It’s becoming more common for young adults to live at home – and for longer stretches
Through both recession and recovery, the share of young adults living in their parents’ home continues to rise. Today’s young adults are also more likely to be at home for an extended stay compared with previous generations of young adults who resided with their parents, according to a Pew Research Center analysis of U.S. census data.
As of 2016, 15% of 25- to 35-year-old Millennials were living in their parents’ home. This is 5 percentage points higher than the share of Generation Xers who lived in their parents’ home in 2000 when they were the same age (10%), and nearly double the share of the Silent Generation who lived at home in 1964 (8%).
It doesn’t appear that a lack of jobs is keeping Millennials at home. As of the first quarter of 2016 (when the living arrangements data were collected), only 5.1% of older young adults were unemployed, down from 10.1% in the first quarter of 2010. Yet the share of 25- to 35-year-olds living at home rose during that span, increasing from 12% in 2010 to 15% in 2016.
The living arrangements data are based on the Census Bureau’s Annual Social and Economic Supplement, collected in March. These data also serve as the basis for the nation’s long-running statistics on geographic mobility. Using the mobility information provides some insight into the extent to which the nation’s young adults are moving in and out of certain living arrangements. (The supplement does not accurately capture moves to and from college dormitories and may not accurately estimate the mobility of a population likely to live in a dorm. That is why 18- to 24-year-olds are not included in this analysis.)
Millennials – whether living with their parents or not – are moving significantly less often than earlier generations of young adults. Among 25- to 35-year-old Millennials who were living at home in 2016, 91% reported that they resided at the same address one year earlier. This does not preclude the possibility that the young adult moved out and “boomeranged” back in the intervening year (perhaps multiple times); the data simply indicate that they lived with their parent or parents one year earlier as well.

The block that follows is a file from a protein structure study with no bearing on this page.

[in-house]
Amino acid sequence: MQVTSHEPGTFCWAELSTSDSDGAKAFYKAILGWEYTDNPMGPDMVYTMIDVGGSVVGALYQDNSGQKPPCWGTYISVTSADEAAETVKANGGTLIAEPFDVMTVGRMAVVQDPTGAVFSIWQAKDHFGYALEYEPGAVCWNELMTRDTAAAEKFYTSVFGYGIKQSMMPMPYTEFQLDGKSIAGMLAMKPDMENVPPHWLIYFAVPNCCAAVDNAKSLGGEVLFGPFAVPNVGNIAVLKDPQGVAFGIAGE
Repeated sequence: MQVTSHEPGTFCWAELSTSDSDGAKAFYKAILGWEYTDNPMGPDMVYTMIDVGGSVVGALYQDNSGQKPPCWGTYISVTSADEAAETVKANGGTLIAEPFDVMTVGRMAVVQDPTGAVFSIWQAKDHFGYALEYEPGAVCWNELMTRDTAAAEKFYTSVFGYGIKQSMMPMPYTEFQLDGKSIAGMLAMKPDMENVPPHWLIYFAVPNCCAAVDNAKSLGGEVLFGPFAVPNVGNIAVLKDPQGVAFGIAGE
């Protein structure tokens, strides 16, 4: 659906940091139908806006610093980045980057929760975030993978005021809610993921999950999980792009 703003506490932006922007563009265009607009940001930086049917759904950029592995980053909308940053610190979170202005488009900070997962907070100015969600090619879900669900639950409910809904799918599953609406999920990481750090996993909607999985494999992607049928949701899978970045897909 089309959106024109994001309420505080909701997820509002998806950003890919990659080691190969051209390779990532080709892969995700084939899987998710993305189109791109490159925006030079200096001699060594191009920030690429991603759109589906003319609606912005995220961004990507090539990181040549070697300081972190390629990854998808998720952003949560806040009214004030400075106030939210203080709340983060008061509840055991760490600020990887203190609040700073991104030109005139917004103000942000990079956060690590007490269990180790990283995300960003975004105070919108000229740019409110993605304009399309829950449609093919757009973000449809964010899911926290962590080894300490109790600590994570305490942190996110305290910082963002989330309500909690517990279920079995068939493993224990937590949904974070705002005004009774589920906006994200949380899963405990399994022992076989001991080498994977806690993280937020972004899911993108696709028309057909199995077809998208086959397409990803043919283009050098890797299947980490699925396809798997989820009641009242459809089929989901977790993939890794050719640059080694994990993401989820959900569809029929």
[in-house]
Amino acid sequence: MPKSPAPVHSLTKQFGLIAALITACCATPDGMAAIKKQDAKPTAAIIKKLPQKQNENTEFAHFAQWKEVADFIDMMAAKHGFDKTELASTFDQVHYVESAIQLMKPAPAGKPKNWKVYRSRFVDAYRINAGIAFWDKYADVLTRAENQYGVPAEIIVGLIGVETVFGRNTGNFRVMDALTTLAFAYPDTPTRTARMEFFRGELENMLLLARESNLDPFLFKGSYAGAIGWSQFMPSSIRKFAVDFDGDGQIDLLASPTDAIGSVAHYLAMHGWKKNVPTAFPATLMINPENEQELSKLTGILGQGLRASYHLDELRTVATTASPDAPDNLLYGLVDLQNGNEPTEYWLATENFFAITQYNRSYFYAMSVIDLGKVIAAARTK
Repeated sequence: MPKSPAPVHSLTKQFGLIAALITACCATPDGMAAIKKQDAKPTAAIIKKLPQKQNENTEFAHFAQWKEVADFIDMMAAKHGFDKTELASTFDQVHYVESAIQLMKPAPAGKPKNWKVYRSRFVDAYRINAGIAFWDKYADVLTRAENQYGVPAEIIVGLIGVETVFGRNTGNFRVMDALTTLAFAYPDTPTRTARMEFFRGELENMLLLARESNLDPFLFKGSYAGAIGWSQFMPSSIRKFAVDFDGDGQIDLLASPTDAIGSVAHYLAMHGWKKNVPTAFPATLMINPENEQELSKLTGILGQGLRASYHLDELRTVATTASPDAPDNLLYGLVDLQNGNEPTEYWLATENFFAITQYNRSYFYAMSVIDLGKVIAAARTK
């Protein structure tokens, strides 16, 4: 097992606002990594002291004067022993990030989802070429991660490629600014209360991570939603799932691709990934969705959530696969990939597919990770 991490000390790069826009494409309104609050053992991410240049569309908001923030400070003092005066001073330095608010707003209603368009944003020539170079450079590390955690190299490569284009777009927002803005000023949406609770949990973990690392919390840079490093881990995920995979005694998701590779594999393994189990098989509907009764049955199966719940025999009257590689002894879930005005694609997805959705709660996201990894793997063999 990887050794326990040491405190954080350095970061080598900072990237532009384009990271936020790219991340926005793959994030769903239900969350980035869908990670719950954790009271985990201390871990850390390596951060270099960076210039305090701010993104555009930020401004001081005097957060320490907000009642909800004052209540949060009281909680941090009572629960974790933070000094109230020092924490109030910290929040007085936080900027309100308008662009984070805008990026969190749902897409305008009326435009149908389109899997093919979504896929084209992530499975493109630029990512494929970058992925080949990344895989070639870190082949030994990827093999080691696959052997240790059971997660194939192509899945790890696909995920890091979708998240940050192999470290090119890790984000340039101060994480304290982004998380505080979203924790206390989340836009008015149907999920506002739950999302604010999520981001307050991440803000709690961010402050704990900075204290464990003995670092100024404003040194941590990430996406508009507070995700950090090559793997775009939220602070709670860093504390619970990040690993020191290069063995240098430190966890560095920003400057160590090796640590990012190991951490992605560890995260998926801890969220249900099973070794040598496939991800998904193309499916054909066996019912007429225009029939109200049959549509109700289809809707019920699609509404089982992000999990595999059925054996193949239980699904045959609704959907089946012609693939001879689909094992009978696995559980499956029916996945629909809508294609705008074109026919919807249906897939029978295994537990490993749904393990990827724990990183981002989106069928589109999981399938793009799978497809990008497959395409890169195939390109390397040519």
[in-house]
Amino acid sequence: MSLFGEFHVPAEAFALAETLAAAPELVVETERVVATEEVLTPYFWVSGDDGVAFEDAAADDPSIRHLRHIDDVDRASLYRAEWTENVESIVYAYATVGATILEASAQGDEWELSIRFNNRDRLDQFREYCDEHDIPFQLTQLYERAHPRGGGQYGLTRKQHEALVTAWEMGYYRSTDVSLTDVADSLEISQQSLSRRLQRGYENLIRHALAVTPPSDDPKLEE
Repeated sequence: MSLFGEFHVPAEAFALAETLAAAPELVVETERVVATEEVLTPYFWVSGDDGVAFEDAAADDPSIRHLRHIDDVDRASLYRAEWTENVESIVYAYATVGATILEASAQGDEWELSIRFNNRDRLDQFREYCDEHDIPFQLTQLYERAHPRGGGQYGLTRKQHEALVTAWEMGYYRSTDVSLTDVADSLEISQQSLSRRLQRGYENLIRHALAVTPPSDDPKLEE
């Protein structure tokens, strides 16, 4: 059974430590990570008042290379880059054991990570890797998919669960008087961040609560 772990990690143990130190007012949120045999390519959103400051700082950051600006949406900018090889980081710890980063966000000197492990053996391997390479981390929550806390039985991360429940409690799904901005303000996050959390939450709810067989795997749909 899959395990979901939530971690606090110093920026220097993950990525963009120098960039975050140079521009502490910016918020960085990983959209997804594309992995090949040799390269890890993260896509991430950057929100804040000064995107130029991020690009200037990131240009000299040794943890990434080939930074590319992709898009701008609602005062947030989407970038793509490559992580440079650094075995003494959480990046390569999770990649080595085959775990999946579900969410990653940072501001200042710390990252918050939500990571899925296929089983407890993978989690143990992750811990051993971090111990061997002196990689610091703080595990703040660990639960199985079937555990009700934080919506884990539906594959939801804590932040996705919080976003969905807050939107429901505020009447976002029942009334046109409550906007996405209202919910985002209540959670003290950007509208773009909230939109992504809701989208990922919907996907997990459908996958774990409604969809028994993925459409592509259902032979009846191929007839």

These long-term stays at home represent an uptick from the past. Among Gen Xers living at home in 2000, 86% reported living at that address one year earlier. Among similarly aged members of the Silent Generation living at home in 1964, 83% reported living at that address one year earlier.
Other estimates of the length of time young adults spend living with their parents show the same trend.
Among young adults who moved back in with their parents (implying that they had moved out at least once), the median estimated length of time spent living with their parents was three years, according to research based on credit report data. This research found that the median duration of young adults living with their parents increased by six months from 2005 to 2013.
The increased prevalence of living with mom and/or dad is more prominent among less-educated young adults. In 2016, only 10% of Millennials who had completed at least a bachelor’s degree lived at home, compared with 7% of college-educated Gen Xers who lived at home in 2000. By contrast, 20% of young adults with no more than a high school diploma lived in their parents’ home in 2016, up from 12% of Gen Xers in 2000.
A variety of factors may influence young adults’ decisions to live at home, including their success in the labor market, the cost of living independently, and their debt obligations. The fact that less-educated young adults are much less likely to live independently than their more educated counterparts comports with the basic patterns of employment success in the U.S. labor market. Wages and employment have declined for less-educated young adults since the 1970s, whereas young college-educated workers have experienced improving outcomes in the job market, especially for those with advanced degrees. Young adults with higher wages are less likely to be living at home.
Richard Fry is a senior researcher focusing on economics and education at Pew Research Center.